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One of the things not addressed was where the specific tires on the Audi, combined with his gearing put him in his engine RPM range.  If the the narrower tires were the same series as the fatter ones then the narrow tires would have been a little smaller in diameter and raised his engine RPM at any given speed.  That, combined with the total greater contact area for power transmission would have helped him in the acceleration/maximum speed department.

I ran a hill climb recently in my 280Z and was running 225/50-16 Dunlop Direzza's.  I was faster up the hill than the twin turbo Z32's that were running wider tires.  The basic reasons were:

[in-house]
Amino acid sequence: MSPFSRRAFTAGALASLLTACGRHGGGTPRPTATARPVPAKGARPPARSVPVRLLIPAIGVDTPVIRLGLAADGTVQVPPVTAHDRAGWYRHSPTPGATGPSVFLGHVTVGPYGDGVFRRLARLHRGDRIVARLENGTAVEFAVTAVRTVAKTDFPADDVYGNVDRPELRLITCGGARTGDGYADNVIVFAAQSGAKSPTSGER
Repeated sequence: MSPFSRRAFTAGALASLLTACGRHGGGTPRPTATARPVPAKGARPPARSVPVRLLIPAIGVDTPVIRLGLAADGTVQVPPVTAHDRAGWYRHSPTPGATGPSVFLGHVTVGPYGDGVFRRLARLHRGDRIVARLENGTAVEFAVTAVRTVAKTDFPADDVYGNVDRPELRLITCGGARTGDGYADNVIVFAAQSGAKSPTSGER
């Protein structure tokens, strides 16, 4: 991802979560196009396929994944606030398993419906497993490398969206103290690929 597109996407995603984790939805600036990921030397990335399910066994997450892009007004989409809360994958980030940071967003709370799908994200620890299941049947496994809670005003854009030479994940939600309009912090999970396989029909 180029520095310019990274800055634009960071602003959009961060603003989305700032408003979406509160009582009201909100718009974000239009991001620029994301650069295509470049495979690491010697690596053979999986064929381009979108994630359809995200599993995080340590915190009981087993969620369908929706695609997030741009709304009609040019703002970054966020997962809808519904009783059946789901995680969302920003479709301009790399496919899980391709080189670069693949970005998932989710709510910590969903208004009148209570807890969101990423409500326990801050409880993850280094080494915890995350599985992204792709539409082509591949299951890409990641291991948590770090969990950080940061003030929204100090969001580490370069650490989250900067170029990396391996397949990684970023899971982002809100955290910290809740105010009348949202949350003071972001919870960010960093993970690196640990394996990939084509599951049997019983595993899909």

1. It was a hill climb and the need for power is amplified.

2. I was probably 5-600 lbs lighter than the Z32's

3. I was running an LS1/T56 combo so I was always in the right gear to maintain maximum torque/HP and my torque range was huge.

I was also a little crazy too so maybe that helped. :-)

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Trying to fit a wheel wider than 7" on an S30 is a pain in the ask. If you are looking to run a 225/50/15, make your life easier and limit your wheel width to 7". Zero offset or, 4.5" back spacing. Bolt it on and go. Johnc gave me this advice years ago and it has proven true. Even going to 8" has been very painful without flares.